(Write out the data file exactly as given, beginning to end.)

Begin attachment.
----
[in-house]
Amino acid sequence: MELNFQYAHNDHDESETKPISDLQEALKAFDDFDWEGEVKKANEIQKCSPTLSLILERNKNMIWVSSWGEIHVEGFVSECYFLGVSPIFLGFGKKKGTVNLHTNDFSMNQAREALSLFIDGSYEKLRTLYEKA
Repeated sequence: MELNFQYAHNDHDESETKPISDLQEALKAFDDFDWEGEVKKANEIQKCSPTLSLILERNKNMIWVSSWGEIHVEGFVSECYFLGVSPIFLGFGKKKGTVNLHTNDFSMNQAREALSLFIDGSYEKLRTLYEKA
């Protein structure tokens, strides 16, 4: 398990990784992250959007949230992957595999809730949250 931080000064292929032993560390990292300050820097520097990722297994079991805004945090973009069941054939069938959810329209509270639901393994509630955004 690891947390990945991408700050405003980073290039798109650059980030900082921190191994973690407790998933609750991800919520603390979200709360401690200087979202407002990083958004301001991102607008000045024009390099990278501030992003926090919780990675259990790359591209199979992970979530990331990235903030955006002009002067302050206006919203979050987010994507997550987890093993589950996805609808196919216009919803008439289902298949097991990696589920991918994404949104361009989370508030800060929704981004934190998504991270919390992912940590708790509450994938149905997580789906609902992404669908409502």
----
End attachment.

[in-house]
Amino acid sequence: MELNFQYAHNDHDESETKPISDLQEALKAFDDFDWEGEVKKANEIQKCSPTLSLILERNKNMIWVSSWGEIHVEGFVSECYFLGVSPIFLGFGKKKGTVNLHTNDFSMNQAREALSLFIDGSYEKLRTLYEKA
Repeated sequence: MELNFQYAHNDHDESETKPISDLQEALKAFDDFDWEGEVKKANEIQKCSPTLSLILERNKNMIWVSSWGEIHVEGFVSECYFLGVSPIFLGFGKKKGTVNLHTNDFSMNQAREALSLFIDGSYEKLRTLYEKA
């Protein structure tokens, strides 16, 4: 398990990784992250959007949230992957595999809730949250 931080000064292929032993560390990292300050820097520097990722297994079991805004945090973009069941054939069938959810329209509270639901393994509630955004 690891947390990945991408700050405003980073290039798109650059980030900082921190191994973690407790998933609750991800919520603390979200709360401690200087979202407002990083958004301001991102607008000045024009390099990278501030992003926090919780990675259990790359591209199979992970979530990331990235903030955006002009002067302050206006919203979050987010994507997550987890093993589950996805609808196919216009919803008439289902298949097991990696589920991918994404949104361009989370508030800060929704981004934190998504991270919390992912940590708790509450994938149905997580789906609902992404669908409502």